“Aircraft carriers are incomparable and cannot be replaced by other weapons,” wrote Senior Capt. Li Jie, a researcher at the Chinese Naval Research Institute, in an Aug. 21 commentary published on websites linked to the Chinese military. “If a big power wants to become a strong power, it has to develop aircraft carriers.”
CLOSING TECHNOLOGICAL GAP
China originally bought the Varyag in 1998 claiming it wanted to turn the ship, which had been stripped of its engines and anything of military value, into a “floating casino”. The extended period of trials and preparations for the carrier suggests it has yet to get it on a wartime footing, let alone close the technological gap with more advanced navies.
One major challenge China faces is building a fleet of specialized fixed wing aircraft and helicopters to operate from a carrier’s flight deck.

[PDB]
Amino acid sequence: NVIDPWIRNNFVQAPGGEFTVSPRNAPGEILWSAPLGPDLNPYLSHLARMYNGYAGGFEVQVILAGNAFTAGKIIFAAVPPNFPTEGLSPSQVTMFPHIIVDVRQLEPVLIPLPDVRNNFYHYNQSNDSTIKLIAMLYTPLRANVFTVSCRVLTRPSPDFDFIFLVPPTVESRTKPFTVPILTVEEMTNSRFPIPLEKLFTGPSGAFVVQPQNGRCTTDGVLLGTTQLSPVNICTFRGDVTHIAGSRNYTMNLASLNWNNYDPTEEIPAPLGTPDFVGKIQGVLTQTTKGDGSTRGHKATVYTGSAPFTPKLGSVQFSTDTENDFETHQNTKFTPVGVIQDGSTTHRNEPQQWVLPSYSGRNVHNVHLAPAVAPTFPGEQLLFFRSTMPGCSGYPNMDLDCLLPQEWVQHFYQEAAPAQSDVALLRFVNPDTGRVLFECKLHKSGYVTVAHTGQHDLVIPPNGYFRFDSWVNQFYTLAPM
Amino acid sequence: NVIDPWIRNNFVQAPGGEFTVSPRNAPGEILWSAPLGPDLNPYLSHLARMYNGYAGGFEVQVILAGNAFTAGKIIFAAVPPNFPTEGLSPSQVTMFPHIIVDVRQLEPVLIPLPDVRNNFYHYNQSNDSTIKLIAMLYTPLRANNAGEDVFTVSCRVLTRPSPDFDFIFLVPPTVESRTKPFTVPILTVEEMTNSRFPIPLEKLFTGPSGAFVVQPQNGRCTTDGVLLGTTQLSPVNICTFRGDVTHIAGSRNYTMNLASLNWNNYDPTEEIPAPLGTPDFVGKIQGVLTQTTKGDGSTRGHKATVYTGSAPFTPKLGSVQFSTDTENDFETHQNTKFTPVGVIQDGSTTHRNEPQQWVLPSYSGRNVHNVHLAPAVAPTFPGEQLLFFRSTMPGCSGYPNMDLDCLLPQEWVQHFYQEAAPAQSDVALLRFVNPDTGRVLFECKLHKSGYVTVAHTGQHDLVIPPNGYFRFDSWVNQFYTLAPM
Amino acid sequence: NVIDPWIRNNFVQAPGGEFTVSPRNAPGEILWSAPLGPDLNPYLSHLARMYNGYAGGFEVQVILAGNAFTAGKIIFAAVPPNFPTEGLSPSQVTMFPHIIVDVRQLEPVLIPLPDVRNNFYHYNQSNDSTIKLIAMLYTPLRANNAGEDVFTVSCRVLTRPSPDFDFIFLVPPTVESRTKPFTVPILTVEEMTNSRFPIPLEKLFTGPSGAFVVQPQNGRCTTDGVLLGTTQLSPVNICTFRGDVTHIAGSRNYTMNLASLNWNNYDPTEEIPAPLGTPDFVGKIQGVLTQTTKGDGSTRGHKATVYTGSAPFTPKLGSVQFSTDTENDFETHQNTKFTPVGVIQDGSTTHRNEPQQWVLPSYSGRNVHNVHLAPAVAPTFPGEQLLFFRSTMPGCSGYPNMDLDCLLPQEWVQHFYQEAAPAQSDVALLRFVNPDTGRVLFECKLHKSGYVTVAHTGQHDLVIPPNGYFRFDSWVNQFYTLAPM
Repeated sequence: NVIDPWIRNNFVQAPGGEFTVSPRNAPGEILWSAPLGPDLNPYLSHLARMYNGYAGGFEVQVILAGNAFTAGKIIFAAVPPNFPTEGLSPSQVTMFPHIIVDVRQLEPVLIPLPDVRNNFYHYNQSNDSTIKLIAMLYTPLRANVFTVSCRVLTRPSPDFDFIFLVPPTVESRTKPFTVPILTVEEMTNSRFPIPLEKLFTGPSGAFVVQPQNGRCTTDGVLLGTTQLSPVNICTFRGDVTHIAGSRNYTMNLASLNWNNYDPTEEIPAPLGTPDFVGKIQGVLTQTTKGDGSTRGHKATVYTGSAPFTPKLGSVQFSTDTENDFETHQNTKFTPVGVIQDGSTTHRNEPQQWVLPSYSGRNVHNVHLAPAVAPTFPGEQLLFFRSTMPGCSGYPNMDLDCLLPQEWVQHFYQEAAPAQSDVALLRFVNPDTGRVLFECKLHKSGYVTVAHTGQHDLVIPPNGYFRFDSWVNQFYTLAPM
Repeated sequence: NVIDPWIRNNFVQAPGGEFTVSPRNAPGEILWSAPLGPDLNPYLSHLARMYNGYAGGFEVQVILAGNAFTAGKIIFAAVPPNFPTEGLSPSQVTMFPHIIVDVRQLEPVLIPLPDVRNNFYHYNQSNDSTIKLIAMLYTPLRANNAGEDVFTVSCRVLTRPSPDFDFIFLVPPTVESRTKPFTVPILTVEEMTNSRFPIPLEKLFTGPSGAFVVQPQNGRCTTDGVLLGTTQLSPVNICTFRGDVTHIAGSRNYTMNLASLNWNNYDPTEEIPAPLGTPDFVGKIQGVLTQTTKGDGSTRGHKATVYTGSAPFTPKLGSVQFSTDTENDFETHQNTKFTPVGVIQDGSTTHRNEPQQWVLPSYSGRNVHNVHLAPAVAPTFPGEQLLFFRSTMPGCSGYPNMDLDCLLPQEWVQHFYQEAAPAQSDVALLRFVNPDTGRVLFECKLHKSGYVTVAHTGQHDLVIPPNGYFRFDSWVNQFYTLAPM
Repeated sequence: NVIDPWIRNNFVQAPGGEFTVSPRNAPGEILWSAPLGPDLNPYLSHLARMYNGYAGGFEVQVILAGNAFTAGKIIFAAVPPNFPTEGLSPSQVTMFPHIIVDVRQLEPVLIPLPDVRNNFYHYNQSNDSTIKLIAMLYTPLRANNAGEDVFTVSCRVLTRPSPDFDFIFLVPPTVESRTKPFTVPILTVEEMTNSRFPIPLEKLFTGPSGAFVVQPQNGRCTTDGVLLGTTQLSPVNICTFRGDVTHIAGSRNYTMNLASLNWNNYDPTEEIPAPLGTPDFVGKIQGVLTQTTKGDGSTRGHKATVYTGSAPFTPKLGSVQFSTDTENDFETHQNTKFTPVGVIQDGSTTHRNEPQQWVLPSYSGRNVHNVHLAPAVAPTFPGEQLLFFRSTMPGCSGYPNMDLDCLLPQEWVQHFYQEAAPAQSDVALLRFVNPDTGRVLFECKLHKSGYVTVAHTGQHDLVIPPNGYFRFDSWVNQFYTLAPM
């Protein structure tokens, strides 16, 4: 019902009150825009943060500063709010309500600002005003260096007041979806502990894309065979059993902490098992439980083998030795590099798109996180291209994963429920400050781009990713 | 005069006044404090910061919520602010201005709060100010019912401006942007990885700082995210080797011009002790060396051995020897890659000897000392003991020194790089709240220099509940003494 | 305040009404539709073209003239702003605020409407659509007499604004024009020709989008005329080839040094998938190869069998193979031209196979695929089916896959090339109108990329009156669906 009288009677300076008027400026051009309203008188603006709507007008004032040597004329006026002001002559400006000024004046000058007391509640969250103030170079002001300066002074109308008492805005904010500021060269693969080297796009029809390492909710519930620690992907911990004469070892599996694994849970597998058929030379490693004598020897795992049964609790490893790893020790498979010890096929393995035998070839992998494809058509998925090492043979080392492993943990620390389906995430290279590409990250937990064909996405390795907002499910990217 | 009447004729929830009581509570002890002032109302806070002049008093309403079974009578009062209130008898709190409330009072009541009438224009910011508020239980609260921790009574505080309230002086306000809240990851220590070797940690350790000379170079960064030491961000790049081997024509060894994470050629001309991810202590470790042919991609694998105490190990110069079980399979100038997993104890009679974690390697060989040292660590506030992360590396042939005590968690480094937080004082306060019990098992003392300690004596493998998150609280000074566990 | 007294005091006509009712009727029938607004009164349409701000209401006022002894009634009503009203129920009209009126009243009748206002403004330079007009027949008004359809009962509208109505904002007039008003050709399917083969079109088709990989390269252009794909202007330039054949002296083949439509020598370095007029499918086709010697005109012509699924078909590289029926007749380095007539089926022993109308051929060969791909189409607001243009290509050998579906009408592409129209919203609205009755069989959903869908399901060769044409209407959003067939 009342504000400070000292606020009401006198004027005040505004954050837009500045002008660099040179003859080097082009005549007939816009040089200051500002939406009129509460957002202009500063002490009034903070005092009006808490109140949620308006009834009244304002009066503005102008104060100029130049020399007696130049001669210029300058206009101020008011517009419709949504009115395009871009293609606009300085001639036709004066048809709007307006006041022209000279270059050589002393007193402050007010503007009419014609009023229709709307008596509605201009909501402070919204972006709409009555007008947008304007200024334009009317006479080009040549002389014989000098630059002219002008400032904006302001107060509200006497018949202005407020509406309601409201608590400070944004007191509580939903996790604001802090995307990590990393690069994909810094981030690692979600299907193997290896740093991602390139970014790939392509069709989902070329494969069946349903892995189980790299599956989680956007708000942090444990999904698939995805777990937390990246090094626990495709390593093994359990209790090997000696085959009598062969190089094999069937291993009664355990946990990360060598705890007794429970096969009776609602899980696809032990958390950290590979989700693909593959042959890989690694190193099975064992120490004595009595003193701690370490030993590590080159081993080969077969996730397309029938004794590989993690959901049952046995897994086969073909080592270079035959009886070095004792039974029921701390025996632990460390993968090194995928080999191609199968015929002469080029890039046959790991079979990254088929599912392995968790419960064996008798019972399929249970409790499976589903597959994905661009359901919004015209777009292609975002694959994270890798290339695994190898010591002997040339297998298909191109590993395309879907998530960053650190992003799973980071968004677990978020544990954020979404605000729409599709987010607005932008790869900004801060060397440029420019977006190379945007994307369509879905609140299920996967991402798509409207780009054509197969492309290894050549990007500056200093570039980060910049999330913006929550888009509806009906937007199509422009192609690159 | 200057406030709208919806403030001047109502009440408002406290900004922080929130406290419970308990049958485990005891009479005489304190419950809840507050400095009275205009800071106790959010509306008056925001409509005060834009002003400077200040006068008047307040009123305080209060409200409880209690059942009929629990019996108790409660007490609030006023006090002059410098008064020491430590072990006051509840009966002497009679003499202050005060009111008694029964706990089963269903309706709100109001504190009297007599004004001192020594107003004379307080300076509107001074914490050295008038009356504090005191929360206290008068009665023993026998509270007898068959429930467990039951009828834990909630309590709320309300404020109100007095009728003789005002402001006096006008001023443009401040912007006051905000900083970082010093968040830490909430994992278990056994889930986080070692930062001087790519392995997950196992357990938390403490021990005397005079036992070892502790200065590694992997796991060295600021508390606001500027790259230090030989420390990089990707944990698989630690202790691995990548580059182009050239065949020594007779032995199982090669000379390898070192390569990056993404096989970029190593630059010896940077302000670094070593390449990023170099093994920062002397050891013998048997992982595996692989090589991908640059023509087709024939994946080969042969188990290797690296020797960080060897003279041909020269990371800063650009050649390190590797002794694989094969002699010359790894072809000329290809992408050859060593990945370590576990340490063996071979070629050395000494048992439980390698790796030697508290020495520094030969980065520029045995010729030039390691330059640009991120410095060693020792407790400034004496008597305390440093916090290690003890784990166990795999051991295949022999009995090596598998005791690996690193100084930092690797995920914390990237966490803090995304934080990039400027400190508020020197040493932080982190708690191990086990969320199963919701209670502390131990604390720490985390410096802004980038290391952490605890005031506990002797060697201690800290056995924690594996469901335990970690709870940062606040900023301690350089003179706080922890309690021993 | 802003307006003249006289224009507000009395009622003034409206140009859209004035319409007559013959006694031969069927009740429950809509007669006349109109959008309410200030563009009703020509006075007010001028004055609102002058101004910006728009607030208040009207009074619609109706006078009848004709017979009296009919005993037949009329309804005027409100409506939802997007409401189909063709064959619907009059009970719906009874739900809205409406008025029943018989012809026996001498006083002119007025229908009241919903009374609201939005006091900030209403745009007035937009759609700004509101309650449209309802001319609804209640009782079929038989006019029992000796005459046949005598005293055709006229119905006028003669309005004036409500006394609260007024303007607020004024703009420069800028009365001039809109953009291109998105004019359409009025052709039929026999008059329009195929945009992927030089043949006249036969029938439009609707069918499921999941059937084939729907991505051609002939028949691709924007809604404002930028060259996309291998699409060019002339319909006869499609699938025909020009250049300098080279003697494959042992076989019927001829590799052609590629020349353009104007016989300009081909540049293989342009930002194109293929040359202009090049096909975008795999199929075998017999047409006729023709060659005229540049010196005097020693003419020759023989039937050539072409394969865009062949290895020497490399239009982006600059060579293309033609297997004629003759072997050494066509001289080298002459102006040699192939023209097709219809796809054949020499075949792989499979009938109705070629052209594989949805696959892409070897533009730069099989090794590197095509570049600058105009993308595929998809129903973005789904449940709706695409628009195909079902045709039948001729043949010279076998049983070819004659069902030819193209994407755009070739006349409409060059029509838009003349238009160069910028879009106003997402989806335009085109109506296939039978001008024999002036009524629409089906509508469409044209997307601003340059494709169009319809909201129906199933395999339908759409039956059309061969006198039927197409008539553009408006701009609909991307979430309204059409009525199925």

China is working on developing a new strike aircraft, designated the J-15, that appears to be a reverse-engineered version of Russia’s Su-33 fighter, according to photographs and video footage published on Chinese websites.
The Su-33 is the Russian jet that would have flown from the carrier if it had joined the Soviet navy.
China already has fully imported and domestically built versions of similar Russian fighters, but experts say adapting flight control software, avionics, weapons, radars and airframes for much more demanding carrier operations is complex and expensive.
“There are a whole range of engineering and operational tasks the Chinese need to work through before they have an aircraft they can reliably operate from a carrier,” says Kopp, who studied China’s aircraft carrier aviation program for a research paper his think tank published earlier this year.